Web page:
6. Arthur Lubow's biography is the most thorough one of Diane Arbus to date. While crediting Patricia Bosworth's 1984 biography for its valuable original information, his is almost three hundred pages longer.One of the reasons is because archives and information have been released since Bosworth wrote her biography. Lubow took over a decade to write his biography and he had access to many people who were personal friends with Arbus. These friends have also since passed away which may be why Lubow's [...]

    7. Groan--600 pages about a woman who in life must have been a drain on anyone she chose to attach herself to or who felt inclined to be involved with. She is the second prominent New Yorker of Russian Jewish heritage who had no problem with incest--in her case, her brother, in the case of Stella Adler, her father! Throughout her life, from the earliest days of her life it would seem, this woman for whatever reason either felt unappreciated, because of lack of praise or because what praise she rece [...]

    8. Biographies are worth reading when they teach something — otherwise, all we're doing is gawking at the aftermath of someone's life. What this book teaches is useful, though disturbing: vampires are real, though not of the blood-sucking variety, and they tend to flock together.As for the book itself: it could have been made less tedious with an editor's axe; the research that lies behind it, however, was well done.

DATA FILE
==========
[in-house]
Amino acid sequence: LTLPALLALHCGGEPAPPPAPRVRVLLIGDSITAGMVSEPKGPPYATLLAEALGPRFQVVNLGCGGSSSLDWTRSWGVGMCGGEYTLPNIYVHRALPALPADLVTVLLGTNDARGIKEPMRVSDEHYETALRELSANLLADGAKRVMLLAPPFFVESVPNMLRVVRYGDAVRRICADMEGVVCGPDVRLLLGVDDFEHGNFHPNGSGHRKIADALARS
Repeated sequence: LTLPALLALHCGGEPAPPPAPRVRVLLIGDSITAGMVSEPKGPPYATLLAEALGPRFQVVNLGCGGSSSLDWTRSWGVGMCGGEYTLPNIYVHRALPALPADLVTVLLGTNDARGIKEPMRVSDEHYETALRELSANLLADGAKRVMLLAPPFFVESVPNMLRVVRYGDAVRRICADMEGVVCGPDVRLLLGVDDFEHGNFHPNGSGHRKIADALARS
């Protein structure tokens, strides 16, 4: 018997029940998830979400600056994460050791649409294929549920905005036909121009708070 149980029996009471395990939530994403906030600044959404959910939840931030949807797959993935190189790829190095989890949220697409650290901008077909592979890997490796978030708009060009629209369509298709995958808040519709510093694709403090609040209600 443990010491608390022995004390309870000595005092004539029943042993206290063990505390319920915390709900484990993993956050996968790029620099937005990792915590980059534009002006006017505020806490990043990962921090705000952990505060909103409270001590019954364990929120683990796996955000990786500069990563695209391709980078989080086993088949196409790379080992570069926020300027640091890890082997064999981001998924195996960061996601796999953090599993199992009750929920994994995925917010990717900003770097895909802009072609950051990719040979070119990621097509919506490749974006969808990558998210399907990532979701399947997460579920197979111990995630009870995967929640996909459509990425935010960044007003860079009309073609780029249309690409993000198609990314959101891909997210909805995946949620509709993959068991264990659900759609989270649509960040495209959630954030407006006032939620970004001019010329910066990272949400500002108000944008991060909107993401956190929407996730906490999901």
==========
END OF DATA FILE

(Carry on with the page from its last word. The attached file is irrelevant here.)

9. Why do people including myself have a fascination with the troubled artists, especially those who commit suicide? Diane was a troubled person who made haunting photographs of people on the margins of society,eg. midgets,nudist, sideshow people. The photos made her reputation. She sought out these people because whatever she was seeking wasn't within "normal society". The question Lubow didn't answer for me, which may not have an answer, is whether she was after danger or some kind of truth. Ofte [...]

    10. "The Latin root of secret is the verb 'secretus,' meaning to separate or distinguish, to sift apart. Or to put it another way, to find difference. This is Arbus' power–what she could see, or perhaps more accurately, what she could protect–through her pictures. Her photographs unknot the concept of unity. "She was looking for the opposite," Lubow argues, "a seam that was designed to be hidden, a disparity between two things (or people) that were thought to be identical, 'a gap,' as she put it [...]